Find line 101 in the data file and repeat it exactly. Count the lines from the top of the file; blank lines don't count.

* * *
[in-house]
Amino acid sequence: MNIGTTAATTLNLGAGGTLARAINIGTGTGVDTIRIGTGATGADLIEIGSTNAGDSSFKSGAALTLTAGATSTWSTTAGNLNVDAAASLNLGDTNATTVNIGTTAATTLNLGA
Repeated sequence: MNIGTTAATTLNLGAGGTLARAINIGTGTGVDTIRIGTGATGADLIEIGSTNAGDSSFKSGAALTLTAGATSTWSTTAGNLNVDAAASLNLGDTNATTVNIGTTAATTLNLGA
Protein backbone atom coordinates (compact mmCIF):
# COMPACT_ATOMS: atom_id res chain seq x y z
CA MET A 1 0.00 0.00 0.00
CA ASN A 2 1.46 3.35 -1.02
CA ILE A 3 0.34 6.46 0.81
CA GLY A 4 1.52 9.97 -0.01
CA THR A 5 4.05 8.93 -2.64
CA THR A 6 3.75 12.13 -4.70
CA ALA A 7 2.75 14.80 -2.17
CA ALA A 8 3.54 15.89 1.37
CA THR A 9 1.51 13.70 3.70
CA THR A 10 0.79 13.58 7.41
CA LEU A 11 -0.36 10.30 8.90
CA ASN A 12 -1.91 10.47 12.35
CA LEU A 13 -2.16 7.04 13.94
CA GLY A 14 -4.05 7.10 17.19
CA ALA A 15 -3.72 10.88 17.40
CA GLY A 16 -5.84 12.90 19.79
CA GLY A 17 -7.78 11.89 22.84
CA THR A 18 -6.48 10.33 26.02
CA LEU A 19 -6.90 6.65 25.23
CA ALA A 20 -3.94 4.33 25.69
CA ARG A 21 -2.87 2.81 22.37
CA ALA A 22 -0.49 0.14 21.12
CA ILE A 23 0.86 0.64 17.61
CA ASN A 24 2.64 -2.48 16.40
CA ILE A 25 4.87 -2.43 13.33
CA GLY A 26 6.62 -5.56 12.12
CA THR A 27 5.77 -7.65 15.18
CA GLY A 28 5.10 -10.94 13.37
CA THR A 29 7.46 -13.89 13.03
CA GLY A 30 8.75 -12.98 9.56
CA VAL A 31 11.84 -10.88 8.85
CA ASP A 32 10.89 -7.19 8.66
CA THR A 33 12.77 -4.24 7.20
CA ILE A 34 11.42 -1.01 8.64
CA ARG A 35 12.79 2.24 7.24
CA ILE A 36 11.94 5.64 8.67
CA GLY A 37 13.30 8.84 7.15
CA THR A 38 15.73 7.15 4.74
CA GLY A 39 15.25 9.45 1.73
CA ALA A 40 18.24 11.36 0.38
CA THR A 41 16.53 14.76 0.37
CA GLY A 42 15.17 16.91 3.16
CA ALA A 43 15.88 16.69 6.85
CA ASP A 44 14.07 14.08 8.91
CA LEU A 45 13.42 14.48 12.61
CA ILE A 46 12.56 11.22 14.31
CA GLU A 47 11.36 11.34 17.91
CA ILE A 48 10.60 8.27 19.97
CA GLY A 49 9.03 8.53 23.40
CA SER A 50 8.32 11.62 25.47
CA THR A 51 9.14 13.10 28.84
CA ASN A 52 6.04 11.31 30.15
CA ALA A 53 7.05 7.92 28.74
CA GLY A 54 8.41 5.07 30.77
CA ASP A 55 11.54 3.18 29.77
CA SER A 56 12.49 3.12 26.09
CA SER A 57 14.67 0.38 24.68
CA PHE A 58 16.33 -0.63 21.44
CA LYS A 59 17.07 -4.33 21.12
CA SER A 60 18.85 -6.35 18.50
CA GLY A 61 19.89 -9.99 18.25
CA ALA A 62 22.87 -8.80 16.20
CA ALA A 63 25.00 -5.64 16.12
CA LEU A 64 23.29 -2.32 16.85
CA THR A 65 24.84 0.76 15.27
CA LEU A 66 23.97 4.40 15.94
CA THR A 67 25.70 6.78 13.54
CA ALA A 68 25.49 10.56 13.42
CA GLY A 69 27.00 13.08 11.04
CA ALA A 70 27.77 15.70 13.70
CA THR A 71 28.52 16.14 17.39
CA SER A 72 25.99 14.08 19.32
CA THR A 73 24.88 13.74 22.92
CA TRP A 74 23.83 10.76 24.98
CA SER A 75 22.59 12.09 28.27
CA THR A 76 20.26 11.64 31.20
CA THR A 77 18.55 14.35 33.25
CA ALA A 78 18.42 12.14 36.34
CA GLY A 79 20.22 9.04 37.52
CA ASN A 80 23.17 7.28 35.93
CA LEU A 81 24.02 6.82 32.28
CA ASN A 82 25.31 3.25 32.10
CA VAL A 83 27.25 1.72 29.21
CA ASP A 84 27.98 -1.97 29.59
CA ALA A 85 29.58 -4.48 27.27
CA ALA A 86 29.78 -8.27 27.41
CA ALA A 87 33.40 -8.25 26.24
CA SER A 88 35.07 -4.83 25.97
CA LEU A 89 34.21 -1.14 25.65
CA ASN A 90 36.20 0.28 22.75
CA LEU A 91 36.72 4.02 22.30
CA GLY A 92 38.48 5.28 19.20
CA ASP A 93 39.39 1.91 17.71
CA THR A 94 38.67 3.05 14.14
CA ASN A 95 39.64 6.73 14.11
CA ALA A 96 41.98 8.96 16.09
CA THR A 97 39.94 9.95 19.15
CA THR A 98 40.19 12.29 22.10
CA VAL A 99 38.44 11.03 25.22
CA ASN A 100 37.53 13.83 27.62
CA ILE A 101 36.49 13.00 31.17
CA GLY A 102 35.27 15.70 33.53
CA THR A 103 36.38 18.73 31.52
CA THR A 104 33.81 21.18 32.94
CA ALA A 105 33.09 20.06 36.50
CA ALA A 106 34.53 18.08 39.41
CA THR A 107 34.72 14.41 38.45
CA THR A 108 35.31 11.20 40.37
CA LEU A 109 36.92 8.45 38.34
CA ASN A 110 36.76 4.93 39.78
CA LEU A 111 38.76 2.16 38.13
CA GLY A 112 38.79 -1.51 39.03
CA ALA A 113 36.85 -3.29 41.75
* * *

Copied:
CA ALA A 96 41.98 8.96 16.09